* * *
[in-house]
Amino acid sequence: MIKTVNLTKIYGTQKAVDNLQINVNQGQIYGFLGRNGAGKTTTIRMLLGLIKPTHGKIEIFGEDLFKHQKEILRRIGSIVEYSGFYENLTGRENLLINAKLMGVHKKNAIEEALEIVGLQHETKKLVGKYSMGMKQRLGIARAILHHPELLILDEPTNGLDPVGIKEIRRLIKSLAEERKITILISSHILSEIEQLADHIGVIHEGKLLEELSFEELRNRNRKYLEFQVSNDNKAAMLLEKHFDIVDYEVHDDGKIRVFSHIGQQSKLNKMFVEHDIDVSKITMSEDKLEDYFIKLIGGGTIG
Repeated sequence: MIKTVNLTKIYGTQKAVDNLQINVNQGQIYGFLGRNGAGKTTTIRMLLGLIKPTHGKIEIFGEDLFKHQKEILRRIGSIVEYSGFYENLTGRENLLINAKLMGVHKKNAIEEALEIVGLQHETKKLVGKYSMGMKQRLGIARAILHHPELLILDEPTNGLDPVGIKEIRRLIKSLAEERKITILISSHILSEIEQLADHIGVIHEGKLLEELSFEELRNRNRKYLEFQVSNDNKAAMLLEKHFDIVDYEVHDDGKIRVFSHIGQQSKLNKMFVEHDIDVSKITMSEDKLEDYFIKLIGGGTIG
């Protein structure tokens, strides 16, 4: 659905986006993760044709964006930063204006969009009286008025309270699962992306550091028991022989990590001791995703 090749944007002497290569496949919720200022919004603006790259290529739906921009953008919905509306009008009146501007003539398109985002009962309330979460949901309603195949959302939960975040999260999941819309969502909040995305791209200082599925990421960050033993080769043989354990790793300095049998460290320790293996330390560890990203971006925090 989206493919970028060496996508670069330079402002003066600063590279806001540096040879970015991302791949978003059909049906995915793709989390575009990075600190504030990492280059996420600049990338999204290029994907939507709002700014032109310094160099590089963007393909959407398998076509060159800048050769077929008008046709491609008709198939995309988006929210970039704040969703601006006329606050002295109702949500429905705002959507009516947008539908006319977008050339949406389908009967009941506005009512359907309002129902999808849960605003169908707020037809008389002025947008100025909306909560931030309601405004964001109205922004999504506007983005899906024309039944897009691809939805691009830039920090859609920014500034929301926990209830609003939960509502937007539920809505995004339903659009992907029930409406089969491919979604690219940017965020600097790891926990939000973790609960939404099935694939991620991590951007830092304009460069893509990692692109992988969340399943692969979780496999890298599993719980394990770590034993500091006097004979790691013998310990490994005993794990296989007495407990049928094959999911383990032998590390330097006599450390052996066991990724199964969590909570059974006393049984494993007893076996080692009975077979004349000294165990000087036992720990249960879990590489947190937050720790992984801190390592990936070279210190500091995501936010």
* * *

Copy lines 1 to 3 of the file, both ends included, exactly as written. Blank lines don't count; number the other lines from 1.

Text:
[in-house]
Amino acid sequence: MIKTVNLTKIYGTQKAVDNLQINVNQGQIYGFLGRNGAGKTTTIRMLLGLIKPTHGKIEIFGEDLFKHQKEILRRIGSIVEYSGFYENLTGRENLLINAKLMGVHKKNAIEEALEIVGLQHETKKLVGKYSMGMKQRLGIARAILHHPELLILDEPTNGLDPVGIKEIRRLIKSLAEERKITILISSHILSEIEQLADHIGVIHEGKLLEELSFEELRNRNRKYLEFQVSNDNKAAMLLEKHFDIVDYEVHDDGKIRVFSHIGQQSKLNKMFVEHDIDVSKITMSEDKLEDYFIKLIGGGTIG
Repeated sequence: MIKTVNLTKIYGTQKAVDNLQINVNQGQIYGFLGRNGAGKTTTIRMLLGLIKPTHGKIEIFGEDLFKHQKEILRRIGSIVEYSGFYENLTGRENLLINAKLMGVHKKNAIEEALEIVGLQHETKKLVGKYSMGMKQRLGIARAILHHPELLILDEPTNGLDPVGIKEIRRLIKSLAEERKITILISSHILSEIEQLADHIGVIHEGKLLEELSFEELRNRNRKYLEFQVSNDNKAAMLLEKHFDIVDYEVHDDGKIRVFSHIGQQSKLNKMFVEHDIDVSKITMSEDKLEDYFIKLIGGGTIG